Mitochondrial dysfunction is increasingly recognized and studied as a mediator of heart disease. Extracellular flux analysis (XF) has emerged as a powerful tool to investigate cellular bioenergetics in the context of cardiac health and disease, however its use and interpretation requires improved understanding of the normal metabolic differences in cardiomyocytes (CM) at various stages of maturation. This study standardized XF analyses methods (mitochondrial stress test, glycolytic stress test and palmitate oxidation test) and established age related differences in bioenergetics profiles of healthy CMs at newborn (NB1), weaning (3WK), adult (10WK) and aged (12-18MO) time points. Findings show that immature CMs demonstrate a more robust and sustained glycolytic capacity and a relative inability to oxidize fatty acids when compared to older CMs. The study also highlights the need to recognize the contribution of CO2 from the Krebs cycle as well as lactate from anaerobic glycolysis to the proton production rate before interpreting glycolytic capacity in CMs. Overall, this study demonstrates that caution should be taken to assure that translatable developmental time points are used to investigate mitochondrial dysfunction as a cause of cardiac disease. Specifically, XF analysis of newborn CMs should be reserved to study fetal/neonatal disease and older CMs (≥10 weeks) should be used to investigate adult disease pathogenesis. Knowledge gained will aid in improved investigation of developmentally programmed heart disease and stress the importance of discerning maturational differences in bioenergetics when developing mitochondrial targeted preventative and therapeutic strategies for cardiac disease.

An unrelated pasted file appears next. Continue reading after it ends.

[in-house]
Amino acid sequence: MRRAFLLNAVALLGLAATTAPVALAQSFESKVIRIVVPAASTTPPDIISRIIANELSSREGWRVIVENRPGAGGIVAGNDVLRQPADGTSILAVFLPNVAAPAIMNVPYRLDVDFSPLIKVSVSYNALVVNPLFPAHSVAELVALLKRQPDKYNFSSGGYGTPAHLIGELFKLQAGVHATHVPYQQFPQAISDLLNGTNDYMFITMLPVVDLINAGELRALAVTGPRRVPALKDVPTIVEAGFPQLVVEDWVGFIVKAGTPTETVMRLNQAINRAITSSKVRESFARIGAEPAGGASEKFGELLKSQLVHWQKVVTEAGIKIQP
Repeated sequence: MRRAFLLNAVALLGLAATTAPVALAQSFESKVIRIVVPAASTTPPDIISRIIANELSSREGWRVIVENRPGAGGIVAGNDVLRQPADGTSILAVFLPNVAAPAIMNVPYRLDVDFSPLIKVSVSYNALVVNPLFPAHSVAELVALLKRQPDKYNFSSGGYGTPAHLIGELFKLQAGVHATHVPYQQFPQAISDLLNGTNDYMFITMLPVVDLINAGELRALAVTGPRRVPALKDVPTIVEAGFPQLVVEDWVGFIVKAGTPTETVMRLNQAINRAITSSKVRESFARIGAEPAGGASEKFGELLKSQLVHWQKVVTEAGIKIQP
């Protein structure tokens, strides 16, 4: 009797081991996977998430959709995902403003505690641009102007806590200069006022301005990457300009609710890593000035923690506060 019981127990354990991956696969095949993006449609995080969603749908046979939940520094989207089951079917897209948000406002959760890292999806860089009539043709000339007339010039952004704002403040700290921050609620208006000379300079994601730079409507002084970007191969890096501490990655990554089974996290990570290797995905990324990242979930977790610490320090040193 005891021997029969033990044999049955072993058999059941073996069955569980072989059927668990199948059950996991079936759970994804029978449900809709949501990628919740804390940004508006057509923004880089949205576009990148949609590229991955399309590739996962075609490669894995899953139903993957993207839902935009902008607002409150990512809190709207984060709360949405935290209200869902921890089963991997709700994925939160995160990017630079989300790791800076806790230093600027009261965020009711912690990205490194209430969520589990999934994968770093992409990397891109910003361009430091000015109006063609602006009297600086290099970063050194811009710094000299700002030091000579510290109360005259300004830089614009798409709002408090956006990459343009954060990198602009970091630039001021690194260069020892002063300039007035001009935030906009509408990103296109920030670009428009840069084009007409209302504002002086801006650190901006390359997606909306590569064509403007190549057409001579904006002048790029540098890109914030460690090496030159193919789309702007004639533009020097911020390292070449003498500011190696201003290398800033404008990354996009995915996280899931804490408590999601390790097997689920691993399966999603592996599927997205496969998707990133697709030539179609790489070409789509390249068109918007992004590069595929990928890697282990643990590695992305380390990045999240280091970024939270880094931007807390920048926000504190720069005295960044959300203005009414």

ASJC Scopus subject areas
- Biochemistry, Genetics and Molecular Biology(all)
- Agricultural and Biological Sciences(all)